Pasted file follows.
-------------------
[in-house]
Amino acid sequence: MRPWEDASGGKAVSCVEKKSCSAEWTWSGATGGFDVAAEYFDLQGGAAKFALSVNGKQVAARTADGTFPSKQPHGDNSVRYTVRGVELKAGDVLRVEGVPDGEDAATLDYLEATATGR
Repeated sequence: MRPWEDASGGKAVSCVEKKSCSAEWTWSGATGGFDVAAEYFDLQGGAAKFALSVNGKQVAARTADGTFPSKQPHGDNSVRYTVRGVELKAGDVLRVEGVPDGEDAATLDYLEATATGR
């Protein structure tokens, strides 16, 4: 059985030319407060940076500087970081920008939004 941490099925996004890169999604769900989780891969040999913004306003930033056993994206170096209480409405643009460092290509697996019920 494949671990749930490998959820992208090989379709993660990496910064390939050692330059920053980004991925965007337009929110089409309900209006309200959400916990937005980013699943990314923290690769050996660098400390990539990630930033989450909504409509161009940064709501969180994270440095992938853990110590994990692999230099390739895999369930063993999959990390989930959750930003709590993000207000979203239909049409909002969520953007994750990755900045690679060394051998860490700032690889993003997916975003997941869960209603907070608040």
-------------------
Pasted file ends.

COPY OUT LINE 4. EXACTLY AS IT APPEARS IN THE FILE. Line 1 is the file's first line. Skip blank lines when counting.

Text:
């Protein structure tokens, strides 16, 4: 059985030319407060940076500087970081920008939004 941490099925996004890169999604769900989780891969040999913004306003930033056993994206170096209480409405643009460092290509697996019920 494949671990749930490998959820992208090989379709993660990496910064390939050692330059920053980004991925965007337009929110089409309900209006309200959400916990937005980013699943990314923290690769050996660098400390990539990630930033989450909504409509161009940064709501969180994270440095992938853990110590994990692999230099390739895999369930063993999959990390989930959750930003709590993000207000979203239909049409909002969520953007994750990755900045690679060394051998860490700032690889993003997916975003997941869960209603907070608040």